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Cornetts standing beside their loaded van

Alumni Help Ukrainian Refugees

Submitted on April 28, 2022

Concern for the Ukrainian people during the war with Russia prompted Robert Cornett, ’75, and Linda (Farmer) Cornett, ’77, to travel to the Polish border to offer their help.


Robert, an attorney who studied political science at Georgetown, and Linda, a retired history educator who majored in that discipline while a student here, have both followed the political progression of that part of the world with keen interest. Linda studied in Krakow, Poland, for six weeks in the late 1970s while working on her masters at the University of Kentucky. They both followed the news of the rise of the Solidarity Movement in Poland closely and when the Berlin Wall fell in 1989, Robert felt an inner urge to witness history and came close to flying to see it. 


A trip to Poland in 2014 to visit World War 2 sites solidified their respect and appreciation for the Polish people. When the Cornett’s saw the Poles coming to the rescue of Ukrainian war refugees, Robert wanted to help, especially when he saw a news story of an older couple from Copenhagen who were at the border transporting refugees. He was ready to listen to that inner voice this time and started making plans.


Some of his extended family members were against the idea and even Linda—fearing for his safety— was reluctant, but once she knew he was determined, she couldn’t let him go without her. Friends and family donated money and the Cornetts flew out in March, just a few weeks after the invasion started when refugees were flooding the border. “We saw this sovereign nation being invaded and we wanted to be standing shoulder to shoulder with the rest of the world against Putin,” says Robert. 


When the Cornett’s arrived they were put to work almost immediately. They purchased supplies in Krakow and delivered them to the border crossing near the village of Medyka, one of eight crossings at the Polish border. There they saw hundreds of people—mostly the elderly, women, and children—walk into Poland with their only belongings clutched in their hands. After being given food and water, the refugees were transported about seven miles away to a shelter in Przemyśl.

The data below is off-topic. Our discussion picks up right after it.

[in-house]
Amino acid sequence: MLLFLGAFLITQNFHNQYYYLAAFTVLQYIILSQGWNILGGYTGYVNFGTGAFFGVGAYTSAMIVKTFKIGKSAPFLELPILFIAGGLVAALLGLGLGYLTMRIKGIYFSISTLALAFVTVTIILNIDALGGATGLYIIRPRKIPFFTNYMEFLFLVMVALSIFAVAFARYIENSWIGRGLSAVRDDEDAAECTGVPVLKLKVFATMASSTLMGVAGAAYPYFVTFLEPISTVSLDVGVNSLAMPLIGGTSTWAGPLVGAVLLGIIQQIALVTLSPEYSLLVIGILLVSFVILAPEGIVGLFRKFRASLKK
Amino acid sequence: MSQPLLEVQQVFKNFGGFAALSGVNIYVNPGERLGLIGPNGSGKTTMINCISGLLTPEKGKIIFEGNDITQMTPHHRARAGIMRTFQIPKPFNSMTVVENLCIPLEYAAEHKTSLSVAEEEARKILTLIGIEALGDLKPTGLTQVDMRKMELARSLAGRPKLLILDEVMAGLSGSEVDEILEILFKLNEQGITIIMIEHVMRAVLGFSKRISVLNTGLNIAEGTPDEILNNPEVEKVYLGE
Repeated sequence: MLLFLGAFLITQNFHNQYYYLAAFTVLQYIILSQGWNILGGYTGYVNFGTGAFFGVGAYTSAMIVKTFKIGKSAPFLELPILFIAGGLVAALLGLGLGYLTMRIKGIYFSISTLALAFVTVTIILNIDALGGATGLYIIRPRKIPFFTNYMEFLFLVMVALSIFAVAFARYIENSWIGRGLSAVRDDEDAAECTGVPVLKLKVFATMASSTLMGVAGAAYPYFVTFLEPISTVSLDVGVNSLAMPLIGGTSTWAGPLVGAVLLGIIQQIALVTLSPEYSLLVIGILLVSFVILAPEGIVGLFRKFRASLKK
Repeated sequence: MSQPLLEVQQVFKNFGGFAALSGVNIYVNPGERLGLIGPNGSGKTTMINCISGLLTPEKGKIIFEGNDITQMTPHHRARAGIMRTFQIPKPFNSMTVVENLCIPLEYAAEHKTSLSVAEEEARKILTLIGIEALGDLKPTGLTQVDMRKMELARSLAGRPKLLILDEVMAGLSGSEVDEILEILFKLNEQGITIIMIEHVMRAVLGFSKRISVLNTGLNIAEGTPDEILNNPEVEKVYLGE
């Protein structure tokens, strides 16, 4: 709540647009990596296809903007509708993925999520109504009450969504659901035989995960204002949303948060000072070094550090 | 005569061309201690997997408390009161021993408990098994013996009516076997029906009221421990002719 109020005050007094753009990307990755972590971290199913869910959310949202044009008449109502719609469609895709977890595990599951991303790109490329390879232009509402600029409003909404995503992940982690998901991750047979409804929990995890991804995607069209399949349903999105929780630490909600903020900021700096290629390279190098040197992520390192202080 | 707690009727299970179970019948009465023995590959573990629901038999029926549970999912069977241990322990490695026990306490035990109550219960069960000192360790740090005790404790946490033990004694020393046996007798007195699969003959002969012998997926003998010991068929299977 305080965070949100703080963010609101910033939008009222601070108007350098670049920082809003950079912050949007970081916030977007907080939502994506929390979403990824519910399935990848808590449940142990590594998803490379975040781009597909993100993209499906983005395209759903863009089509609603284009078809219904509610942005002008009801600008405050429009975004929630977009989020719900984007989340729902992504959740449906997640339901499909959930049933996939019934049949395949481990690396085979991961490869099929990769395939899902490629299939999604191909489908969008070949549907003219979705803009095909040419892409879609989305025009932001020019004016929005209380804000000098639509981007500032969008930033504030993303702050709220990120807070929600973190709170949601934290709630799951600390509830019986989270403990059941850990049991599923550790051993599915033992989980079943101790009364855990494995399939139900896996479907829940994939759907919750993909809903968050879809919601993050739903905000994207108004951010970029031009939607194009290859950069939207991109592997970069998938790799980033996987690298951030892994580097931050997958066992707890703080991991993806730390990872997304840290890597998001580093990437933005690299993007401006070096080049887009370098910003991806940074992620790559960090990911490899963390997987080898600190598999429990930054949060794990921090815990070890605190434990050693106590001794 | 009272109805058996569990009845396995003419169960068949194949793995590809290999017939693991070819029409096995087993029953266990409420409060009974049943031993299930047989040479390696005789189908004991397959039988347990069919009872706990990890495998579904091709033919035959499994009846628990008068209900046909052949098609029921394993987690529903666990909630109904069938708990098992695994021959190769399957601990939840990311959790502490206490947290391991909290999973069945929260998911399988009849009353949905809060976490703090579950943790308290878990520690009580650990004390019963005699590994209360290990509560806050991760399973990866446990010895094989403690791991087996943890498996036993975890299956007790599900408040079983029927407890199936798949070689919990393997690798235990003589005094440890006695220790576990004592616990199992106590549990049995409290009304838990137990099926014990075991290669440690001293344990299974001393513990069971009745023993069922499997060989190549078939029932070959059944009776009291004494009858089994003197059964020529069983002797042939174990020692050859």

During the trip, Linda volunteered at a tent offering supplies for mothers and babies across the border in Ukraine that was organized by a woman from California. Robert kept busy moving goods and people in their rented van. They returned to their Georgetown, Ky., home on March 30th.


But they couldn’t get the needs of the people off their minds, so when a trip abroad was cancelled due to COVID and opened a 10-day block of time in April, Robert returned to Poland, arriving April 15th. By then there was more organization established and he had some difficulty registering as a driver and volunteer since he wasn’t connected to any of the NGOs on site. However, the connections he and Linda had made earlier helped get him approved. 


During this trip Robert did whatever was needed: taking a Ukrainian to the hospital for kidney dialysis, transporting refugees to and from the Przemyśl shelter, and buying and picking up requested supplies for shelters from Makro (a warehouse shopping club like Sam’s Club in the USA) and delivering them. Backpacks, suitcases, cookies, and juice drinks were in high demand. At the shelters refugees are taken from a transition room where their immediate needs are met and then sorted into groups according to the destinations to which they are headed such as France, Spain, and Great Britain. As soon as possible they are moved to buses and other forms of transportation so that the shelter’s facilities can be cleaned and readied for new arrivals. 


Robert met volunteers from all over the United States and the world while in Poland and though he doesn’t know when he can get back, he is encouraging others to help because the need is still great. He admits to feeling a little down now that he is back in his normal routine where his involvement is limited. When he first thought of going to Poland he feared he might just be in the way, but like everyone else he met there, “It didn’t take long to realize you’re. making a difference. Every time I delivered supplies to the shelters, there was the feeling of getting something moving in the right direction.” 


He encourages people to help by donating to organizations directly assisting refugees. He was especially impressed by the work of the Girl Scouts of Poland, the World Central Kitchen, and Caritas Catholic Charity while volunteering. Individuals or groups wanting to know more may contact him through his Facebook page:






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